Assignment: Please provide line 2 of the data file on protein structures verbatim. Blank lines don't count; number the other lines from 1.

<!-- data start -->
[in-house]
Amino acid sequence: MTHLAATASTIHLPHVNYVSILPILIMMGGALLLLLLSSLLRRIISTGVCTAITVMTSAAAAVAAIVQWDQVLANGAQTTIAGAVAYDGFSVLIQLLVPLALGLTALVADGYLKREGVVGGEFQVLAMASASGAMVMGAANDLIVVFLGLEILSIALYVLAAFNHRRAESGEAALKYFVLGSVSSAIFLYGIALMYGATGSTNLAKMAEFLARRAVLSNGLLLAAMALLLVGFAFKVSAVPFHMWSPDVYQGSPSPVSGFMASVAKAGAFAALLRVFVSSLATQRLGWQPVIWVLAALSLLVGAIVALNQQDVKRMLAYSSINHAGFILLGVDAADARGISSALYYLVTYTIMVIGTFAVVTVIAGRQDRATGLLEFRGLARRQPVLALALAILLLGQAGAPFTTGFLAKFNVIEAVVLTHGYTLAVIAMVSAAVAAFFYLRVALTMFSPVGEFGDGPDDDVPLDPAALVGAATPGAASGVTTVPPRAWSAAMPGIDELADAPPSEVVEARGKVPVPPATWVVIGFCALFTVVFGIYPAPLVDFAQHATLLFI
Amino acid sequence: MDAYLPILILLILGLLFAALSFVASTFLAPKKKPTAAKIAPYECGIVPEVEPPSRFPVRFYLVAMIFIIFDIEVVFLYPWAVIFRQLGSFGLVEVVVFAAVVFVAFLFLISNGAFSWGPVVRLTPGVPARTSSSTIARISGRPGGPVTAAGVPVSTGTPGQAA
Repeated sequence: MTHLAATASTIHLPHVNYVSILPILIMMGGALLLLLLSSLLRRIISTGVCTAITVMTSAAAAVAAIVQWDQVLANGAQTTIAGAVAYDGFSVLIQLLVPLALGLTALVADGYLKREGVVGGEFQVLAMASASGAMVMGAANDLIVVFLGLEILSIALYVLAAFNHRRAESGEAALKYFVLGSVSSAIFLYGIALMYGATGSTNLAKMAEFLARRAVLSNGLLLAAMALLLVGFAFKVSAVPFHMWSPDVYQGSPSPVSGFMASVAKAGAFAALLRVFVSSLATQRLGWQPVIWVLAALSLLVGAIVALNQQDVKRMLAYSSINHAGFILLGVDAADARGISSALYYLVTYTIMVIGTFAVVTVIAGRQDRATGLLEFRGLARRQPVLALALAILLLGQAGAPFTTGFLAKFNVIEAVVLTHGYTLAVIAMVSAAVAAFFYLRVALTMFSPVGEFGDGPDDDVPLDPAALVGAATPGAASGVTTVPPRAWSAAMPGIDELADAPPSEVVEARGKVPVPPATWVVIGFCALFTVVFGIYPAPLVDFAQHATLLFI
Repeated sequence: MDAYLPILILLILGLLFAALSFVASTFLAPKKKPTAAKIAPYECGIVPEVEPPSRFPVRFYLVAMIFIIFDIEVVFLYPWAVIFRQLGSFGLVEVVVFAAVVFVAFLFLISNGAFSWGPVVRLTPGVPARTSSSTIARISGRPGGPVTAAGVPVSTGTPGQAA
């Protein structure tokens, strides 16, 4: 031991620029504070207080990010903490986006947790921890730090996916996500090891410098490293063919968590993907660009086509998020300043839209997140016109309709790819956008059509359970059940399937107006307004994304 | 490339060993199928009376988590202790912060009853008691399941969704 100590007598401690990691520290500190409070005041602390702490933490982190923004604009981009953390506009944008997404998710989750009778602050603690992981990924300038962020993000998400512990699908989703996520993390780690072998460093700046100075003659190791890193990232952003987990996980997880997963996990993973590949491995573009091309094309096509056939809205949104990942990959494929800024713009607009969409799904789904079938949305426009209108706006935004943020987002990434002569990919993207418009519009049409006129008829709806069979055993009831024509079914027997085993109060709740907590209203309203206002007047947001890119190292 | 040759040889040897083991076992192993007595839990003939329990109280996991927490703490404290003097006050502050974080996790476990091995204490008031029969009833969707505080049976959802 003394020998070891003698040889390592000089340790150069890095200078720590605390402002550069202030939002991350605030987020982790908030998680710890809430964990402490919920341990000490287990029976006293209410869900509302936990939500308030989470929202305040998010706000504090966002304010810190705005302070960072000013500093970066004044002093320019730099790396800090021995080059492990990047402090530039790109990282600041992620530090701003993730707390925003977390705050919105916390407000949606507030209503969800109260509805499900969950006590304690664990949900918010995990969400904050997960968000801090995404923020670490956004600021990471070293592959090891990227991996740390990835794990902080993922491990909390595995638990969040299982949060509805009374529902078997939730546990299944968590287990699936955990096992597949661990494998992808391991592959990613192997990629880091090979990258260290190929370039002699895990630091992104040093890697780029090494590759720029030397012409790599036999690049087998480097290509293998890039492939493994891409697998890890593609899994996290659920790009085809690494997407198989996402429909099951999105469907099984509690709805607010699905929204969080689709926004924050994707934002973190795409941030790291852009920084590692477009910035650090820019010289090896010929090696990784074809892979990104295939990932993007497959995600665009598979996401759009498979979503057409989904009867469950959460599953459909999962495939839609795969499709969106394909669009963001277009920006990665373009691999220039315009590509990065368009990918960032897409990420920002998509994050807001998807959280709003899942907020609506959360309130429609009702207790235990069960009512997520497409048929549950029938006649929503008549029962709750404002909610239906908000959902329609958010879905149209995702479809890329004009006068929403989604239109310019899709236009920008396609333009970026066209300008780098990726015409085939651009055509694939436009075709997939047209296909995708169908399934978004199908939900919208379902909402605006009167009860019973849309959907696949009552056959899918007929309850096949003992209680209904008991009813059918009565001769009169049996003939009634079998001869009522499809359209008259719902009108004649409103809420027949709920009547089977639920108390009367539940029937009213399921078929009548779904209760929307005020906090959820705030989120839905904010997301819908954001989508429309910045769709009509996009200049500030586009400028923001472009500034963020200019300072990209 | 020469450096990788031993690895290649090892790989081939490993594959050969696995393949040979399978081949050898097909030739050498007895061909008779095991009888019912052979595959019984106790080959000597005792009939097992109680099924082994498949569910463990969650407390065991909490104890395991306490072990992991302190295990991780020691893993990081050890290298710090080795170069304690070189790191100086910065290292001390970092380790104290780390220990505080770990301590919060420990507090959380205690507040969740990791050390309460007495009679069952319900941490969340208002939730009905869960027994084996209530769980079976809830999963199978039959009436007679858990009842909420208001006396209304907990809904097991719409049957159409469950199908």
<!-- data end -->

Amino acid sequence: MTHLAATASTIHLPHVNYVSILPILIMMGGALLLLLLSSLLRRIISTGVCTAITVMTSAAAAVAAIVQWDQVLANGAQTTIAGAVAYDGFSVLIQLLVPLALGLTALVADGYLKREGVVGGEFQVLAMASASGAMVMGAANDLIVVFLGLEILSIALYVLAAFNHRRAESGEAALKYFVLGSVSSAIFLYGIALMYGATGSTNLAKMAEFLARRAVLSNGLLLAAMALLLVGFAFKVSAVPFHMWSPDVYQGSPSPVSGFMASVAKAGAFAALLRVFVSSLATQRLGWQPVIWVLAALSLLVGAIVALNQQDVKRMLAYSSINHAGFILLGVDAADARGISSALYYLVTYTIMVIGTFAVVTVIAGRQDRATGLLEFRGLARRQPVLALALAILLLGQAGAPFTTGFLAKFNVIEAVVLTHGYTLAVIAMVSAAVAAFFYLRVALTMFSPVGEFGDGPDDDVPLDPAALVGAATPGAASGVTTVPPRAWSAAMPGIDELADAPPSEVVEARGKVPVPPATWVVIGFCALFTVVFGIYPAPLVDFAQHATLLFI